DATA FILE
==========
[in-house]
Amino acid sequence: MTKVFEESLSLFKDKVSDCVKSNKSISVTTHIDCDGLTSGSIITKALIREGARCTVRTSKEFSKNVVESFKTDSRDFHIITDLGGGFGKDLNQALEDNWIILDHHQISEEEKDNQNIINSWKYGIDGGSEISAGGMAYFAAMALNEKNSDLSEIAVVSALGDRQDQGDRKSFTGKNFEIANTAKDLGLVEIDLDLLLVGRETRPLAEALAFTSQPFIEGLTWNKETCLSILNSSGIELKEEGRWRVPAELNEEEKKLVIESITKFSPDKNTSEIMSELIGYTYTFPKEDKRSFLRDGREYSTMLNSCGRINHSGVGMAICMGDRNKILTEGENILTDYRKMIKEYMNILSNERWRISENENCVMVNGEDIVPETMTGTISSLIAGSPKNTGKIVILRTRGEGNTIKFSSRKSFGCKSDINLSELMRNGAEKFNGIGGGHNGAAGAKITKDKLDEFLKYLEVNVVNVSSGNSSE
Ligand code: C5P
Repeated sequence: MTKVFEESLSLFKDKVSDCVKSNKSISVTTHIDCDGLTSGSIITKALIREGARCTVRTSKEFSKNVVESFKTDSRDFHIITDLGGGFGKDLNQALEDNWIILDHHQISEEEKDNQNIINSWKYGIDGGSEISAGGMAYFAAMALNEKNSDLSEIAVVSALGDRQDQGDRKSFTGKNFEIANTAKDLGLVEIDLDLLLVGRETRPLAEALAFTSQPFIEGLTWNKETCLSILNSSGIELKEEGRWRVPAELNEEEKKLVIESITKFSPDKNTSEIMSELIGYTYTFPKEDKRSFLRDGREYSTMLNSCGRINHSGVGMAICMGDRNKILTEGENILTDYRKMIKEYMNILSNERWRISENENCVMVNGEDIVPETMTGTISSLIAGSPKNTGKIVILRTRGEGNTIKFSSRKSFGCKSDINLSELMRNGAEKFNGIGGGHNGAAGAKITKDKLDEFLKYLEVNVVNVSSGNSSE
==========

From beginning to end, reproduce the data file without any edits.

[in-house]
Amino acid sequence: MTKVFEESLSLFKDKVSDCVKSNKSISVTTHIDCDGLTSGSIITKALIREGARCTVRTSKEFSKNVVESFKTDSRDFHIITDLGGGFGKDLNQALEDNWIILDHHQISEEEKDNQNIINSWKYGIDGGSEISAGGMAYFAAMALNEKNSDLSEIAVVSALGDRQDQGDRKSFTGKNFEIANTAKDLGLVEIDLDLLLVGRETRPLAEALAFTSQPFIEGLTWNKETCLSILNSSGIELKEEGRWRVPAELNEEEKKLVIESITKFSPDKNTSEIMSELIGYTYTFPKEDKRSFLRDGREYSTMLNSCGRINHSGVGMAICMGDRNKILTEGENILTDYRKMIKEYMNILSNERWRISENENCVMVNGEDIVPETMTGTISSLIAGSPKNTGKIVILRTRGEGNTIKFSSRKSFGCKSDINLSELMRNGAEKFNGIGGGHNGAAGAKITKDKLDEFLKYLEVNVVNVSSGNSSE
Ligand code: C5P
Repeated sequence: MTKVFEESLSLFKDKVSDCVKSNKSISVTTHIDCDGLTSGSIITKALIREGARCTVRTSKEFSKNVVESFKTDSRDFHIITDLGGGFGKDLNQALEDNWIILDHHQISEEEKDNQNIINSWKYGIDGGSEISAGGMAYFAAMALNEKNSDLSEIAVVSALGDRQDQGDRKSFTGKNFEIANTAKDLGLVEIDLDLLLVGRETRPLAEALAFTSQPFIEGLTWNKETCLSILNSSGIELKEEGRWRVPAELNEEEKKLVIESITKFSPDKNTSEIMSELIGYTYTFPKEDKRSFLRDGREYSTMLNSCGRINHSGVGMAICMGDRNKILTEGENILTDYRKMIKEYMNILSNERWRISENENCVMVNGEDIVPETMTGTISSLIAGSPKNTGKIVILRTRGEGNTIKFSSRKSFGCKSDINLSELMRNGAEKFNGIGGGHNGAAGAKITKDKLDEFLKYLEVNVVNVSSGNSSE